The “One Decision” Heidi Heitkamp Would Take Back Isn’t Outing Sexual Assault Survivors but Calling on Al Franken to Resign

Sen. Al Franken got a "sweet" payoff when North Dakota Sen. Heidi Heitkamp made good on a friendly wager the two made before April's Frozen Four semi-final hockey game between the University of Minnesota Golden Gophers and the University of North Dakota. Photo and Caption via Franken's Senate Office

I’m certain that former Senator Heidi Heitkamp has a lot to regret these days. Not winning her re-election campaign last year is no doubt one of them, but you’d think she’d be regretful about things less self-serving than that too.

Like her campaign’s outing of sexual assault survivors, perhaps. Or her state political party’s efforts to suppress the hunter vote.

Yet when asked by New Yorker writer Jane Mayer, Heitkamp said the “one decision” she’d take back was calling on former Minnesota Senator Al Franken to resign amid accusations that he’d been creepy and gropey toward women:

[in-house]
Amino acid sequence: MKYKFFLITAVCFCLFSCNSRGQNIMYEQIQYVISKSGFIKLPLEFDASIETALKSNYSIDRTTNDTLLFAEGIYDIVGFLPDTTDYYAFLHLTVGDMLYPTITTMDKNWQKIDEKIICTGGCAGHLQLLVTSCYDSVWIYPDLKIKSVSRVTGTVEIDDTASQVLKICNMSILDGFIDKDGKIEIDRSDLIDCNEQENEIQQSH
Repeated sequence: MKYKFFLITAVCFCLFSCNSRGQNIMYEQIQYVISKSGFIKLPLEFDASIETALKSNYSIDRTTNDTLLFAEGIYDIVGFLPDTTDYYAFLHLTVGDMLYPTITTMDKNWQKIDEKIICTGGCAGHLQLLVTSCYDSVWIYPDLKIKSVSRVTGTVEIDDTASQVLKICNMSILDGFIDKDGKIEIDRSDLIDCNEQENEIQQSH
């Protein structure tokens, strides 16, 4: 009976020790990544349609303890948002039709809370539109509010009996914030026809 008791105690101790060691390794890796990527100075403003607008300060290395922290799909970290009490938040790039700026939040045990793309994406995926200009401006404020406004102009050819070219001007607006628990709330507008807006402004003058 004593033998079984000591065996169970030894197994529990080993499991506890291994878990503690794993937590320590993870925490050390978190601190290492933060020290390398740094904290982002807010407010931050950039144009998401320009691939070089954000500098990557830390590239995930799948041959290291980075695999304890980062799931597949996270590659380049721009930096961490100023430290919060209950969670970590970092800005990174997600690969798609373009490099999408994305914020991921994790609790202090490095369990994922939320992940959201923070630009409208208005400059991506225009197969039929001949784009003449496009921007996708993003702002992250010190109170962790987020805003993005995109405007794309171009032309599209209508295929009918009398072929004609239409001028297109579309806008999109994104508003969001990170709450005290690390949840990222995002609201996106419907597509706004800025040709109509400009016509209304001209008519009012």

Heidi Heitkamp, the former senator from North Dakota, told me, “If there’s one decision I’ve made that I would take back, it’s the decision to call for his resignation. It was made in the heat of the moment, without concern for exactly what this was.”

That is some unfortunate phrasing for Heitkamp, given the aforementioned wrongs she perpetrated in pursuit of her political ambition, though her position on Franken isn’t exactly new. She backtracked on her call for Franken to resign just a month or so after originally making it.

Though Heitkamp has been a rank hypocrite on #MeToo issues from the beginning. She talked about “zero tolerance” when she originally called for Franken to resign…

…but then, as I just mentioned, was backtracking just a month later.

Franken was accused of inappropriate conduct by eight women, and apparently Heitkamp doesn’t feel their accusations are credible since she no longer feels Franken should have resigned, yet she decided to believe the accusations against Supreme Court Justice Brett Kavanaugh. She voted against his nomination, ultimately saying that it was his “body language” which convicted him in her mind.

There is literally a photograph, of undisputed provenance, showing Franken groping a sleeping woman.

Righteous indignation has always been one of Heitkamp’s favorite political tools, but always been a cover. A means to an end for Heitkamp’s relentless political ambition.

Rob Port is the editor of SayAnythingBlog.com, a columnist for the Forum News Service, and host of the Plain Talk Podcast which you can subscribe to by clicking here.

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